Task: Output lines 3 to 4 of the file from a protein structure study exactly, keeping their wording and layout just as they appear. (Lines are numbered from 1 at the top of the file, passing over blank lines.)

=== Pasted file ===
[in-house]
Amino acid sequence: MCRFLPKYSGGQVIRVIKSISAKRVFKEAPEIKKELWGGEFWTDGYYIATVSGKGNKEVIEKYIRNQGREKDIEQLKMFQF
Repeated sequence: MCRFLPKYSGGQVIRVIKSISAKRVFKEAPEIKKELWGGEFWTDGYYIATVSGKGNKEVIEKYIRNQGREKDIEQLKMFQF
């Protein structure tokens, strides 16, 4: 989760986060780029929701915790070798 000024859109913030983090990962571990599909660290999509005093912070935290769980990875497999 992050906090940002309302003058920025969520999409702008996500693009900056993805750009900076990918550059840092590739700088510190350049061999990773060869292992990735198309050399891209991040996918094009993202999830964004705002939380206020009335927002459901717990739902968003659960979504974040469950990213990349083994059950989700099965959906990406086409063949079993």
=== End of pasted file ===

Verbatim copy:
Repeated sequence: MCRFLPKYSGGQVIRVIKSISAKRVFKEAPEIKKELWGGEFWTDGYYIATVSGKGNKEVIEKYIRNQGREKDIEQLKMFQF
């Protein structure tokens, strides 16, 4: 989760986060780029929701915790070798 000024859109913030983090990962571990599909660290999509005093912070935290769980990875497999 992050906090940002309302003058920025969520999409702008996500693009900056993805750009900076990918550059840092590739700088510190350049061999990773060869292992990735198309050399891209991040996918094009993202999830964004705002939380206020009335927002459901717990739902968003659960979504974040469950990213990349083994059950989700099965959906990406086409063949079993």